large tea leaves filling a small glass cup

My no flavourings added philosophy does come with one exception, Empress Grey. My take on Earl Grey and no it’s not the same as M&S it’s better 😉

*so called natural flavourings are a whole other issue, did you know legally businesses do not need to tell you what makes up these compounds?

Due to my own horrific experiences with flavoured teas, I resisted creating an Earl Grey blend for years.

However, I do agree that a good Earl Grey is enjoyable, so I sourced high quality ingredients to develop Empress Grey. This journey was not uneventful, and many lessons were learned along the way.
Empress Grey utilises fine tippy (tiny buds) Assam tea hand coated in high quality cold pressed bergamot and sweet orange oils. You can taste the care that has gone into this blend.
These leave no chemical after taste, as they are high quality oils and have nothing extra added to them for fancy tea siren effect.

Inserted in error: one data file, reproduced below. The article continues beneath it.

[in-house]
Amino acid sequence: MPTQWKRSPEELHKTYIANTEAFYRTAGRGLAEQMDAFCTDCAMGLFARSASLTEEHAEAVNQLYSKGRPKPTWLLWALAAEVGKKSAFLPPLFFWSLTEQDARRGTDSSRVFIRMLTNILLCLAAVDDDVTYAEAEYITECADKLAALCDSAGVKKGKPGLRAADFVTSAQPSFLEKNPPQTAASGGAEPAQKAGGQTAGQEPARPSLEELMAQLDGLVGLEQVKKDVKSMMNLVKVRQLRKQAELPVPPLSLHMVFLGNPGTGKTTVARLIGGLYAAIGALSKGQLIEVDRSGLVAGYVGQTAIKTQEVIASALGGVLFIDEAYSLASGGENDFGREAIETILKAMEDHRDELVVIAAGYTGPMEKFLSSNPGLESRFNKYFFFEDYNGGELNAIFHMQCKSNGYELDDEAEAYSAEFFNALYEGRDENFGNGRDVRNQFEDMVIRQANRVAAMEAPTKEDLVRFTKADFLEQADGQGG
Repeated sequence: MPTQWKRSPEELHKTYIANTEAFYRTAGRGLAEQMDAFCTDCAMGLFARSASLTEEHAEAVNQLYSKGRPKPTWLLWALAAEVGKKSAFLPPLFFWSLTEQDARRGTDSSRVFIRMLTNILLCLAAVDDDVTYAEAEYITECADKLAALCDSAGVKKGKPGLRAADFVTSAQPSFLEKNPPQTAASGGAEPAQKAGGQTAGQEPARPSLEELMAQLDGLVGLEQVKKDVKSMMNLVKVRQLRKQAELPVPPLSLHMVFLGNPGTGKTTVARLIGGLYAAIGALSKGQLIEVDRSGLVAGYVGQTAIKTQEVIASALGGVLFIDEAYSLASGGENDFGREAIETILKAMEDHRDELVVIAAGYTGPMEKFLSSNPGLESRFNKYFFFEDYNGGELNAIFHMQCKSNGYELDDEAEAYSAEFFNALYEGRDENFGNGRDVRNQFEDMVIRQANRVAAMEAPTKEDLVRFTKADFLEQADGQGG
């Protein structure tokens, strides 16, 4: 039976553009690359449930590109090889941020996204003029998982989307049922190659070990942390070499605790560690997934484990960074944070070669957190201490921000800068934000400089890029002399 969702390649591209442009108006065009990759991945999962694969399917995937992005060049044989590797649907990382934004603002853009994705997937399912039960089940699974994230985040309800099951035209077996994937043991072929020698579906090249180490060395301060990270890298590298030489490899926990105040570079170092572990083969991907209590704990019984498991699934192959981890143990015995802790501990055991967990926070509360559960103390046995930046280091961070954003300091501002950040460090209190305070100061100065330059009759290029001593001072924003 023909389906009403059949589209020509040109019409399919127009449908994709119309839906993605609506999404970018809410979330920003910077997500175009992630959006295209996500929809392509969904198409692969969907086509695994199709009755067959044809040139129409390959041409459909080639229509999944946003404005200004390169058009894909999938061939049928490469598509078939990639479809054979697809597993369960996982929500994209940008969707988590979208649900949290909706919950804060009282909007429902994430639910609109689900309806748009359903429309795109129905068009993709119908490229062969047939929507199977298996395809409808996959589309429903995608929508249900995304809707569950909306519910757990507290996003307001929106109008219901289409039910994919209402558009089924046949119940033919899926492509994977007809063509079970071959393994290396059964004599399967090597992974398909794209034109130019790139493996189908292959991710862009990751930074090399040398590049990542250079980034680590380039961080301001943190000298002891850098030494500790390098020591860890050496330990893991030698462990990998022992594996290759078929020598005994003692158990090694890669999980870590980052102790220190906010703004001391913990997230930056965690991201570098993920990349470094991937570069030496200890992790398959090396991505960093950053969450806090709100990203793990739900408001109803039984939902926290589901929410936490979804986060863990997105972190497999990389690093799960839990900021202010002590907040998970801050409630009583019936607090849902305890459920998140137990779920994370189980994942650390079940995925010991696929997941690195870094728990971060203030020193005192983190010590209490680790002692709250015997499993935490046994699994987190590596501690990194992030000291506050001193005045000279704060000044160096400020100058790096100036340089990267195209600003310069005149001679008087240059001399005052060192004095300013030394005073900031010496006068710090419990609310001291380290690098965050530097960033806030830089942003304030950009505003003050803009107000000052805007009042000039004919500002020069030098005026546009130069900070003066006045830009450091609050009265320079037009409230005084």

Our Empress Grey leaves can be reused for at least one more cup of tea. I was surprised to discover that if you enjoy it as I do there is even a third cup waiting for you from those same leaves.

empress grey tea leaves mixing

Good luck getting 2 or three cups from any tea bag or even mass produced loose-leaf earl grey style teas.
I’m proud to say that Empress Grey is no tea siren, your taste buds receive what the fragrant leaves promise.

Why are green tea bags so dull and bitter?

So many reasons, the major one being it is poor quality tea tea leaves vs loose leaf green tea

More than likely they have also been lying for a long time in unsuitable storage.
Green tea has higher water content than other teas and this water evaporates over time. The fresh spring notes fade with water loss. Resulting in tea the colour of dishwater and tasting of similar.

Think back to those dusty tea bags and how disappointing they were.

This is one of the reasons the following question is key.

When was this tea produced?

If your vendor can answer this question honestly then you are on to a winner.
Green teas bought from us are only available within a year of their production date.
Unless stored in a freezer, which can extend the life of green teas by up to 2 years (experiments ongoing!).